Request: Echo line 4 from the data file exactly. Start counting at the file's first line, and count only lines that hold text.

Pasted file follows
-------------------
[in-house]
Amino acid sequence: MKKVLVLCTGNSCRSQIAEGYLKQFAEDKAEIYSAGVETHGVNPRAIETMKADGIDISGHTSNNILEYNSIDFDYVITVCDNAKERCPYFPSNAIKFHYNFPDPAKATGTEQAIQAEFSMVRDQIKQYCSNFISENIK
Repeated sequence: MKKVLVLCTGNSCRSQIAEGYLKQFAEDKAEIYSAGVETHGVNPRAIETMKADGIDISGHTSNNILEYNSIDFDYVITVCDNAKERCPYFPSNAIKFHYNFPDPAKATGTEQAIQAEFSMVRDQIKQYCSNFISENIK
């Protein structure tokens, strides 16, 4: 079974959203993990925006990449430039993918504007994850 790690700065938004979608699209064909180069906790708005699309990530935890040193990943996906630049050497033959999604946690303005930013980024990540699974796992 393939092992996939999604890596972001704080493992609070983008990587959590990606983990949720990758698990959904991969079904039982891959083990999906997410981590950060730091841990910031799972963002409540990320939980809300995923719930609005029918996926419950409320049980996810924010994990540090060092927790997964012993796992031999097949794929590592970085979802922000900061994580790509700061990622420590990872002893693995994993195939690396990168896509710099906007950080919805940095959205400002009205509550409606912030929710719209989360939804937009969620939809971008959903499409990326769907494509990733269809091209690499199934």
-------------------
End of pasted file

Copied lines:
């Protein structure tokens, strides 16, 4: 079974959203993990925006990449430039993918504007994850 790690700065938004979608699209064909180069906790708005699309990530935890040193990943996906630049050497033959999604946690303005930013980024990540699974796992 393939092992996939999604890596972001704080493992609070983008990587959590990606983990949720990758698990959904991969079904039982891959083990999906997410981590950060730091841990910031799972963002409540990320939980809300995923719930609005029918996926419950409320049980996810924010994990540090060092927790997964012993796992031999097949794929590592970085979802922000900061994580790509700061990622420590990872002893693995994993195939690396990168896509710099906007950080919805940095959205400002009205509550409606912030929710719209989360939804937009969620939809971008959903499409990326769907494509990733269809091209690499199934």